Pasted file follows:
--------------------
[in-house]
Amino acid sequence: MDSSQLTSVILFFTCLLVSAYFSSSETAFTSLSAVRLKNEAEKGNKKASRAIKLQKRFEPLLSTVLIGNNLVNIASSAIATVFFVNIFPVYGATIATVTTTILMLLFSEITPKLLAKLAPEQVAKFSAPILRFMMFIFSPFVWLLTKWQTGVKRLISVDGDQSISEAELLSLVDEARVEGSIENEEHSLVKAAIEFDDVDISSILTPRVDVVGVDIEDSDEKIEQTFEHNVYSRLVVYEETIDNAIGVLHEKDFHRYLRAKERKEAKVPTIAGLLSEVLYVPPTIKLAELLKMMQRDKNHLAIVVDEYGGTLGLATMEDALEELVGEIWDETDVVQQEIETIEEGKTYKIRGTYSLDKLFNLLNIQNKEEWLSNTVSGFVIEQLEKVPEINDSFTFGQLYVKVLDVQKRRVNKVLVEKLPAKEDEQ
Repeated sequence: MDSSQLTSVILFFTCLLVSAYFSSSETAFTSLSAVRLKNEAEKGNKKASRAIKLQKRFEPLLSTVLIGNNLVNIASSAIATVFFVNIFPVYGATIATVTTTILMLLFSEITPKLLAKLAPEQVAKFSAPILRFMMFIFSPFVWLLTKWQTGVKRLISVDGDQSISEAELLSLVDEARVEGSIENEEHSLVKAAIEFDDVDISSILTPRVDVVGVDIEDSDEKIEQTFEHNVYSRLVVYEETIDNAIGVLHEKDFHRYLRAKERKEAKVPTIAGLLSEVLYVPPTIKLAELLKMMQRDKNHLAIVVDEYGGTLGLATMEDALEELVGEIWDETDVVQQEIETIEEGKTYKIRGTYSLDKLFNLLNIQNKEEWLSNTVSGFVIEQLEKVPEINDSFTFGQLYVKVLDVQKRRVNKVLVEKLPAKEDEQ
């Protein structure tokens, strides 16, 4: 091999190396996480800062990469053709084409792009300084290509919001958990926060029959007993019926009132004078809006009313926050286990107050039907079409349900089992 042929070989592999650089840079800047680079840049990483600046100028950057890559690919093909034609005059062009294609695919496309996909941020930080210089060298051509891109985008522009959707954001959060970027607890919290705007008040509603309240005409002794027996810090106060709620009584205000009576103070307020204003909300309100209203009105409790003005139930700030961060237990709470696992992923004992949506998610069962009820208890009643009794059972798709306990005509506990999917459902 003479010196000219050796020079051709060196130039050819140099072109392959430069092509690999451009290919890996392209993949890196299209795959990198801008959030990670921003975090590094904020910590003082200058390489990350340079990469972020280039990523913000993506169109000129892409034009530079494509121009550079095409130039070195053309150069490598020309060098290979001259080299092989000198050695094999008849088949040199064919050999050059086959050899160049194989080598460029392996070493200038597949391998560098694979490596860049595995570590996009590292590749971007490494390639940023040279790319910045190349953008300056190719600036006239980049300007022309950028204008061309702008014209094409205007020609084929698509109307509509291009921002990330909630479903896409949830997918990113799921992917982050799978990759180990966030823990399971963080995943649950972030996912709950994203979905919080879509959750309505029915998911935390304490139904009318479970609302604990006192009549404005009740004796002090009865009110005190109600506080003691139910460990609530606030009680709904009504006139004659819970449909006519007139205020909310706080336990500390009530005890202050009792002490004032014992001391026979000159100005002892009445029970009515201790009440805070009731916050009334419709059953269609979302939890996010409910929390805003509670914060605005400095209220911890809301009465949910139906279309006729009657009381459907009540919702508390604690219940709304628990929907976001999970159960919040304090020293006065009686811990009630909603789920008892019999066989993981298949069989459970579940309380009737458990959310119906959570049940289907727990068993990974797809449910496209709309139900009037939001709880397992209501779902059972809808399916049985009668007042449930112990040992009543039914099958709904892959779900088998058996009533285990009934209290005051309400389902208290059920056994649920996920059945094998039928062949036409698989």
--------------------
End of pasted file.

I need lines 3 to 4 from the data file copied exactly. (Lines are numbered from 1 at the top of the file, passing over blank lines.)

Repeated sequence: MDSSQLTSVILFFTCLLVSAYFSSSETAFTSLSAVRLKNEAEKGNKKASRAIKLQKRFEPLLSTVLIGNNLVNIASSAIATVFFVNIFPVYGATIATVTTTILMLLFSEITPKLLAKLAPEQVAKFSAPILRFMMFIFSPFVWLLTKWQTGVKRLISVDGDQSISEAELLSLVDEARVEGSIENEEHSLVKAAIEFDDVDISSILTPRVDVVGVDIEDSDEKIEQTFEHNVYSRLVVYEETIDNAIGVLHEKDFHRYLRAKERKEAKVPTIAGLLSEVLYVPPTIKLAELLKMMQRDKNHLAIVVDEYGGTLGLATMEDALEELVGEIWDETDVVQQEIETIEEGKTYKIRGTYSLDKLFNLLNIQNKEEWLSNTVSGFVIEQLEKVPEINDSFTFGQLYVKVLDVQKRRVNKVLVEKLPAKEDEQ
């Protein structure tokens, strides 16, 4: 091999190396996480800062990469053709084409792009300084290509919001958990926060029959007993019926009132004078809006009313926050286990107050039907079409349900089992 042929070989592999650089840079800047680079840049990483600046100028950057890559690919093909034609005059062009294609695919496309996909941020930080210089060298051509891109985008522009959707954001959060970027607890919290705007008040509603309240005409002794027996810090106060709620009584205000009576103070307020204003909300309100209203009105409790003005139930700030961060237990709470696992992923004992949506998610069962009820208890009643009794059972798709306990005509506990999917459902 003479010196000219050796020079051709060196130039050819140099072109392959430069092509690999451009290919890996392209993949890196299209795959990198801008959030990670921003975090590094904020910590003082200058390489990350340079990469972020280039990523913000993506169109000129892409034009530079494509121009550079095409130039070195053309150069490598020309060098290979001259080299092989000198050695094999008849088949040199064919050999050059086959050899160049194989080598460029392996070493200038597949391998560098694979490596860049595995570590996009590292590749971007490494390639940023040279790319910045190349953008300056190719600036006239980049300007022309950028204008061309702008014209094409205007020609084929698509109307509509291009921002990330909630479903896409949830997918990113799921992917982050799978990759180990966030823990399971963080995943649950972030996912709950994203979905919080879509959750309505029915998911935390304490139904009318479970609302604990006192009549404005009740004796002090009865009110005190109600506080003691139910460990609530606030009680709904009504006139004659819970449909006519007139205020909310706080336990500390009530005890202050009792002490004032014992001391026979000159100005002892009445029970009515201790009440805070009731916050009334419709059953269609979302939890996010409910929390805003509670914060605005400095209220911890809301009465949910139906279309006729009657009381459907009540919702508390604690219940709304628990929907976001999970159960919040304090020293006065009686811990009630909603789920008892019999066989993981298949069989459970579940309380009737458990959310119906959570049940289907727990068993990974797809449910496209709309139900009037939001709880397992209501779902059972809808399916049985009668007042449930112990040992009543039914099958709904892959779900088998058996009533285990009934209290005051309400389902208290059920056994649920996920059945094998039928062949036409698989």